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Canadian History
Sir Alexander Campbell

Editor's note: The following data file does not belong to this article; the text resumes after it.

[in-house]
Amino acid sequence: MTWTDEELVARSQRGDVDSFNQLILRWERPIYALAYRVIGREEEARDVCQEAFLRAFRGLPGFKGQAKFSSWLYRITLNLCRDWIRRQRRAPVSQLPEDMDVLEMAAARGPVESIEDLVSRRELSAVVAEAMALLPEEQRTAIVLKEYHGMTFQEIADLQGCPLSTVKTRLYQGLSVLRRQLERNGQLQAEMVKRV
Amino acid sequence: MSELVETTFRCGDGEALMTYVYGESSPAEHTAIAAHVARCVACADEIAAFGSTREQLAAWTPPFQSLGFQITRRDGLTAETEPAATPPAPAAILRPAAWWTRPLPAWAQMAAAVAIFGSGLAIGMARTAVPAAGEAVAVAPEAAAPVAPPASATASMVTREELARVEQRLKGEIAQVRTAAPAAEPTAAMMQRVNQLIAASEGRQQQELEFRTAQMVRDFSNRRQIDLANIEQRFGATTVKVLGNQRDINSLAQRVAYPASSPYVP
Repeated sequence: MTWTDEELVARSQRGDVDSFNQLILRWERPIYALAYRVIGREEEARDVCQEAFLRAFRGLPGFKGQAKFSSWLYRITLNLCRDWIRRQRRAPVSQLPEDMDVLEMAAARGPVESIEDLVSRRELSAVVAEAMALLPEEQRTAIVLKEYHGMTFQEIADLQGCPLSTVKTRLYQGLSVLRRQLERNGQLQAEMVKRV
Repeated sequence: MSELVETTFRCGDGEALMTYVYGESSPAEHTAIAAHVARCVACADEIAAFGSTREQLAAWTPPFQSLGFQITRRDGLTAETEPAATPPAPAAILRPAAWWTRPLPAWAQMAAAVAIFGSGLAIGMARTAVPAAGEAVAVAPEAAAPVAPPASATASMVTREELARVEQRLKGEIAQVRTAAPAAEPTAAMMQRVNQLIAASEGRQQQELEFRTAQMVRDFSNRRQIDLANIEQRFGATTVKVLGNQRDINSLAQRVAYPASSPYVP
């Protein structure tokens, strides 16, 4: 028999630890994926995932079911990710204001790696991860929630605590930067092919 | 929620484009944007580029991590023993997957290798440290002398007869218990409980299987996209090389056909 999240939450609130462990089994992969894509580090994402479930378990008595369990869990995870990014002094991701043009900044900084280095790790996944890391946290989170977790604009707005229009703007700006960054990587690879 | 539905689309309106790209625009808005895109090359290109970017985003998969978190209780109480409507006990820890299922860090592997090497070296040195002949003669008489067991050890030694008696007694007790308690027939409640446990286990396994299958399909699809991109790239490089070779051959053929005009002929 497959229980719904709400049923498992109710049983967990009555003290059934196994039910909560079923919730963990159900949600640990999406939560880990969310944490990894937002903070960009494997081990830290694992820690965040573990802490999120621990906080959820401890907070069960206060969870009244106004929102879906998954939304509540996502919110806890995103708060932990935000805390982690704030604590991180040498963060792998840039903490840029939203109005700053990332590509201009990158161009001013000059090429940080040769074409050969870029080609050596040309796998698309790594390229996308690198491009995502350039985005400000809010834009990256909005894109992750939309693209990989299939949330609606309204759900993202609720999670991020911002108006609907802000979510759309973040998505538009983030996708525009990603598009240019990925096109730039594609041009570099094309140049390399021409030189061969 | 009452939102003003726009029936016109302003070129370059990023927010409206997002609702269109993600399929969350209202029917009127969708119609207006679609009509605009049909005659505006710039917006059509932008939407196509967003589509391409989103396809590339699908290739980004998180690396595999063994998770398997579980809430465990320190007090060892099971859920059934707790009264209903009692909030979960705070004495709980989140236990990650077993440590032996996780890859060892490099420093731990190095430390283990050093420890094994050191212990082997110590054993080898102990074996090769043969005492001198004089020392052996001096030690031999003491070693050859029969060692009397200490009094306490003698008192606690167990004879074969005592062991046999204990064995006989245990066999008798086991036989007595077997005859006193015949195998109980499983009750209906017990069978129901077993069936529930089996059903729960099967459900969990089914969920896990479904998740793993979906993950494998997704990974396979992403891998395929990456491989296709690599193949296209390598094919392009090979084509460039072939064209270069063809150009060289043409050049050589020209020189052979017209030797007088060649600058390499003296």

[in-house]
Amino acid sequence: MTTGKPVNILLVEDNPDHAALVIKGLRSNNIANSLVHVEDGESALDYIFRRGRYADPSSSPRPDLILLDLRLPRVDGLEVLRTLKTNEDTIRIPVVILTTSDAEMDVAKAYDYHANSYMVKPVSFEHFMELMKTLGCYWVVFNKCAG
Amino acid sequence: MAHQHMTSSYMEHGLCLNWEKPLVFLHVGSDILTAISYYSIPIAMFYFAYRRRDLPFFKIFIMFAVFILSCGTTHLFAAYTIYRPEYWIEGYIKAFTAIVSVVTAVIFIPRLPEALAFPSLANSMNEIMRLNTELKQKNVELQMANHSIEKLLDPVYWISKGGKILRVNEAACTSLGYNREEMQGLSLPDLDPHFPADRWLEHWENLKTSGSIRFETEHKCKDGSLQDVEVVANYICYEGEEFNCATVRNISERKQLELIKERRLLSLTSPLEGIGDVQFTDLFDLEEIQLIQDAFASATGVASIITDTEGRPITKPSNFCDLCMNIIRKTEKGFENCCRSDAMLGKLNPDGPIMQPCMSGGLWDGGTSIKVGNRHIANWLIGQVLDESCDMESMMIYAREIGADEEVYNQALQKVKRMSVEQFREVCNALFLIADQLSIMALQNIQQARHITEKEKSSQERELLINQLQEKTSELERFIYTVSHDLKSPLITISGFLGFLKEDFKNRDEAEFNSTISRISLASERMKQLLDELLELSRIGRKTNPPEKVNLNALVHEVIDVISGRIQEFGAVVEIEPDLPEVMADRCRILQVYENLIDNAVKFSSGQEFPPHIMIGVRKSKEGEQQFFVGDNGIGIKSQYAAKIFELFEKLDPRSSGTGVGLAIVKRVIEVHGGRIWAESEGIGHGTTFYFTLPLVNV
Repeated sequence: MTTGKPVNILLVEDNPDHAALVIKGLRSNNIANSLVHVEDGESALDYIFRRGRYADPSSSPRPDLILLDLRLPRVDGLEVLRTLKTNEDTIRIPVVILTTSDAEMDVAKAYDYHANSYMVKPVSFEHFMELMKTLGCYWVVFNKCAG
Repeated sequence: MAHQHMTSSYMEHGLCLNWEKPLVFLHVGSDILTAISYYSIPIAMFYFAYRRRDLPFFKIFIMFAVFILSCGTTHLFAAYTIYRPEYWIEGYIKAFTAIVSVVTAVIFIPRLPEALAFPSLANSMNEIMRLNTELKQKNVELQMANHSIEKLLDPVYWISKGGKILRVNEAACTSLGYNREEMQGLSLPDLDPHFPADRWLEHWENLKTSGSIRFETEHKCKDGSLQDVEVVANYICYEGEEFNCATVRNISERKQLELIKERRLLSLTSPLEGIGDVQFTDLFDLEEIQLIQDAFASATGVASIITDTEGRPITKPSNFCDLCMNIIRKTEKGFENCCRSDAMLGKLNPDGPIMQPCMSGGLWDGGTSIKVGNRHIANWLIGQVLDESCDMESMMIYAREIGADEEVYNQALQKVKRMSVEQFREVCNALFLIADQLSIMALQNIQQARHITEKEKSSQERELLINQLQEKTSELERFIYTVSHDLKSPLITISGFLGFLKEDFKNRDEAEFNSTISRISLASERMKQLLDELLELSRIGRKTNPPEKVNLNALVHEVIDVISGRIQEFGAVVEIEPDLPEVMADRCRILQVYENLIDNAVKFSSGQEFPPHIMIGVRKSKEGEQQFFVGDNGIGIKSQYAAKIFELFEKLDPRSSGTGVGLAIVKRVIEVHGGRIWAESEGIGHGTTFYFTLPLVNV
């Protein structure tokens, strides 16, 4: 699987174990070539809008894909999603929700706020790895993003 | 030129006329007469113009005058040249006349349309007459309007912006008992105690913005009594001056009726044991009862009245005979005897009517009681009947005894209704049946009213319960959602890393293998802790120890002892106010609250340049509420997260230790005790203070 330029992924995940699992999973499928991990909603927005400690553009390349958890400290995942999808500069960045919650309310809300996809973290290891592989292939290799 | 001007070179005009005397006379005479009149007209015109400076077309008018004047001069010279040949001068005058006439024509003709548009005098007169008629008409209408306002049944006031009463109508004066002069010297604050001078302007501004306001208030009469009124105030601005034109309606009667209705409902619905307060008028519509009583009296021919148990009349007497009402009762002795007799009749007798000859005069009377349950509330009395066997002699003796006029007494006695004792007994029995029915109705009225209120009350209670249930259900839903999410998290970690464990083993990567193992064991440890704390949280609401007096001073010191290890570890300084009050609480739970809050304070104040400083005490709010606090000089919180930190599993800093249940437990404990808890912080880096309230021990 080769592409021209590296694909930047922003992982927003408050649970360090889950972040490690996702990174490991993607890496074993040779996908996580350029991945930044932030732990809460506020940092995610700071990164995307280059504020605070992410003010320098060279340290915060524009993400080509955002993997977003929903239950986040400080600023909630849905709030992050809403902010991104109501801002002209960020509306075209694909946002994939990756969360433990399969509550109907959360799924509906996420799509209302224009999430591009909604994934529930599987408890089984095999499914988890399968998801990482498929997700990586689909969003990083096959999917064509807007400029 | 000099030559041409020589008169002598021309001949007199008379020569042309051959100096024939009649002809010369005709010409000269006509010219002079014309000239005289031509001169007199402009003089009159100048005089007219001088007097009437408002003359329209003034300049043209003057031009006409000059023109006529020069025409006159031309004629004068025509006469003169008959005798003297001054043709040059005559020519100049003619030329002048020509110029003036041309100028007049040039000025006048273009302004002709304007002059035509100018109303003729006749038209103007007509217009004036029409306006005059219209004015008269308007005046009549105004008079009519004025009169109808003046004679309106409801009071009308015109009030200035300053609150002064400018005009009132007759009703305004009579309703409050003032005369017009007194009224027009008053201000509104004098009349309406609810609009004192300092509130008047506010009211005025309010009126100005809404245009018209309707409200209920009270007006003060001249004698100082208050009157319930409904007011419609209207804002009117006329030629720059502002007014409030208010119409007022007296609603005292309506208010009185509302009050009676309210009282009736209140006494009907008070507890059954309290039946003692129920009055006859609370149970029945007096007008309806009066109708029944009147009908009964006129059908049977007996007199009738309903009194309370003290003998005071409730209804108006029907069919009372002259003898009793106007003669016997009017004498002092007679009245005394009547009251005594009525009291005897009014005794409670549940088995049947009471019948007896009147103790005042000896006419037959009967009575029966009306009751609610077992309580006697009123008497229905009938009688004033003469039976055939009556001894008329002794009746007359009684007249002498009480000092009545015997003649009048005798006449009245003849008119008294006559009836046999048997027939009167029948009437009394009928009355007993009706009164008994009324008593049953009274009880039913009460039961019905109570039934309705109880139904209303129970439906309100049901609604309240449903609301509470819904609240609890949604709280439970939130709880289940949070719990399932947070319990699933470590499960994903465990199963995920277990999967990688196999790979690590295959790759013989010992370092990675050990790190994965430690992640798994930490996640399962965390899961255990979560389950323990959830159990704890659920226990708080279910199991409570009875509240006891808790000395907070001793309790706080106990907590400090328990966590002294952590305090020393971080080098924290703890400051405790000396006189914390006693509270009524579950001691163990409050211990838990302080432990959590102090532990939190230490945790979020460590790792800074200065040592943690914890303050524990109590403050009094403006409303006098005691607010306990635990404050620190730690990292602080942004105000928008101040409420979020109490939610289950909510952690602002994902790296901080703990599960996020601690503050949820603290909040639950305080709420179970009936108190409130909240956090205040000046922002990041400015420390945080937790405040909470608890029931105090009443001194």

Sir Alexander Campbell, K.C.M.G., is by name and blood a Scotchman, by birth an Englishman, and by adoption a Canadian. He is a son of the late Dr. James Campbell, and was born in 1821 at the village of Hedon, near Kingston-upon-Hull, in the East Riding of Yorkshire, England. His parents emigrated to Canada when he was only two years old and settled at Lachine. Young Alexander received his early tuition at the hands of a Presbyterian minister, spending some time also at the Roman Catholic Seminary of St. Hyacinthe. He completed his education under Mr. George Butler of the Kingston Royal Grammer School, Butler being the same master to whom the trainiong of young John A, Macdonald also fell. In 1838 he passed the preliminary legal examination, and entered upon a study of the law, in the office of the late Mr. Henry Cassidy, an eminent lawyer in Kingston. In this office he remained till Mr. Cassidy's death in 1839, then he became a pupil of Mr. John A. Macdonald, who at this time was doing a fairly prosperous legal business in Kingston. He was admitted as an attorney at the Hilary term of 1842. He immediately formed a co-partnership with Mr. Macdonald, and the firm was thereafter for some known as Macdonald & Campbell. The firm throve, for there was nto so much competition then as there is now. Macdonald was a shrewd though never by any means a great lawyer, but he had much tact with juries, and was endowed with good common sense. Young Campbell was cool headed, and did not kindle as William Hume Blake used to do some years before when addressing the court, but he compelled respect for his cautious manner. They soon found themselves in possession of a handsome competence, and feeling certain that their legal business was on a firm basis, they began to think of politics. From 1851 to 1852 Mr. Campbell was alderman for one of the Queen's Counsel. In 1856 he was elected a Queen's Counsel. In 1858 he was elected to the Legislative Council in the Liberal-Conservative interest for the Cataraqui Division, and he always won respect for the soberness and soundness of his views. he was not a man that flamed across the political sky, and attracted every eye suddenly. Respect for him grew slowly, but it grew, and in 1863 he was chosen as Speaker of the Council. In 1864 he was asked to form a cabinet, but declined. In the Taché-Macdonald Ministry he accepted the portfolio of Crown Lands Commissioner, and held this position through the various shifts of administration down to Confederation. He was a staunch advocate of Confederation, and ably championed the cause in the Upper House, and was kept much on the alert in replying to Mr. Currie of NIagra, who fancied that from the confederation scheme would issue all sorts of political plagues and mischief, and it is admitted now that he very effectually bore down the contentions of this fertile prophet of harm. In 1867 he was called to the Senate, in which body he sat since, maintaing the same characteristics that won him regard and attention in his earlier career. On the first of July of the same year he was appointed Postmaster-General, and retained the position for about six month, and then became Minister of the Interior. This position he did not hold long, for his party went out of office in 1873. He has since held different portfolios, and is at present Minister of Justice, a position for which he seems peculiarly well adapted, from the sober judicial cast of his mind. In 1879 he was created a knight of the order of St. Michael and St. George, at an investiture held in Montreal by the Governor-General. He married in 1833, Miss Georgina Frederica Locke, a daughter of Mr. Thomas Sandwith, of Beverley, Yorkshire, England. Altogether, Sir Alexander Campbell's life has been a useful one to the public.

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